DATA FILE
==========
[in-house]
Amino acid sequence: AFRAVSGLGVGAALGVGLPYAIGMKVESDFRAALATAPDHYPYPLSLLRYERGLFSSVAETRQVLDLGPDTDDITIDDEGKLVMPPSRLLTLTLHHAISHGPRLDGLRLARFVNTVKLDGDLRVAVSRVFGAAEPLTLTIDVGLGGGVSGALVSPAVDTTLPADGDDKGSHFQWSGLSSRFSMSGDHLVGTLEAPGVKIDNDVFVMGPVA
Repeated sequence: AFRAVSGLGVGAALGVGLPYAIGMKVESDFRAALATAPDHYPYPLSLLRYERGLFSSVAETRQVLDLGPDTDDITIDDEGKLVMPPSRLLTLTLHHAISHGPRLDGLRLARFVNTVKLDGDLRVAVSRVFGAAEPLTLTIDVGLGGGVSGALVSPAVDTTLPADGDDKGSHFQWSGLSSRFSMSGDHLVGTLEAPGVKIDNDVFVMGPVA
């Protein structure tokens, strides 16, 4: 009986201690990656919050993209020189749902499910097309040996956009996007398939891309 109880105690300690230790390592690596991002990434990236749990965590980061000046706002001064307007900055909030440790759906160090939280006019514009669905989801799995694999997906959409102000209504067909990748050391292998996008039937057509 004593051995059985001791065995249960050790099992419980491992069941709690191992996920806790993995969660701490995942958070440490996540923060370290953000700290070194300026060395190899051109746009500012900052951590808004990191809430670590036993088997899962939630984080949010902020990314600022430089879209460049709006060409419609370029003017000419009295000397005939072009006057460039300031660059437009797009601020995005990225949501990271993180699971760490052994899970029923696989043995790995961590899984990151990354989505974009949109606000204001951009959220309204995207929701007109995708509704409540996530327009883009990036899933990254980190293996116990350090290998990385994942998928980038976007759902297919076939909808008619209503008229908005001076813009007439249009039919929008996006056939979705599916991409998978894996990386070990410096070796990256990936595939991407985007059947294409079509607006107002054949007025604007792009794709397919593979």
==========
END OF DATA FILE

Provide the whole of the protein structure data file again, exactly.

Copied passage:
[in-house]
Amino acid sequence: AFRAVSGLGVGAALGVGLPYAIGMKVESDFRAALATAPDHYPYPLSLLRYERGLFSSVAETRQVLDLGPDTDDITIDDEGKLVMPPSRLLTLTLHHAISHGPRLDGLRLARFVNTVKLDGDLRVAVSRVFGAAEPLTLTIDVGLGGGVSGALVSPAVDTTLPADGDDKGSHFQWSGLSSRFSMSGDHLVGTLEAPGVKIDNDVFVMGPVA
Repeated sequence: AFRAVSGLGVGAALGVGLPYAIGMKVESDFRAALATAPDHYPYPLSLLRYERGLFSSVAETRQVLDLGPDTDDITIDDEGKLVMPPSRLLTLTLHHAISHGPRLDGLRLARFVNTVKLDGDLRVAVSRVFGAAEPLTLTIDVGLGGGVSGALVSPAVDTTLPADGDDKGSHFQWSGLSSRFSMSGDHLVGTLEAPGVKIDNDVFVMGPVA
């Protein structure tokens, strides 16, 4: 009986201690990656919050993209020189749902499910097309040996956009996007398939891309 109880105690300690230790390592690596991002990434990236749990965590980061000046706002001064307007900055909030440790759906160090939280006019514009669905989801799995694999997906959409102000209504067909990748050391292998996008039937057509 004593051995059985001791065995249960050790099992419980491992069941709690191992996920806790993995969660701490995942958070440490996540923060370290953000700290070194300026060395190899051109746009500012900052951590808004990191809430670590036993088997899962939630984080949010902020990314600022430089879209460049709006060409419609370029003017000419009295000397005939072009006057460039300031660059437009797009601020995005990225949501990271993180699971760490052994899970029923696989043995790995961590899984990151990354989505974009949109606000204001951009959220309204995207929701007109995708509704409540996530327009883009990036899933990254980190293996116990350090290998990385994942998928980038976007759902297919076939909808008619209503008229908005001076813009007439249009039919929008996006056939979705599916991409998978894996990386070990410096070796990256990936595939991407985007059947294409079509607006107002054949007025604007792009794709397919593979």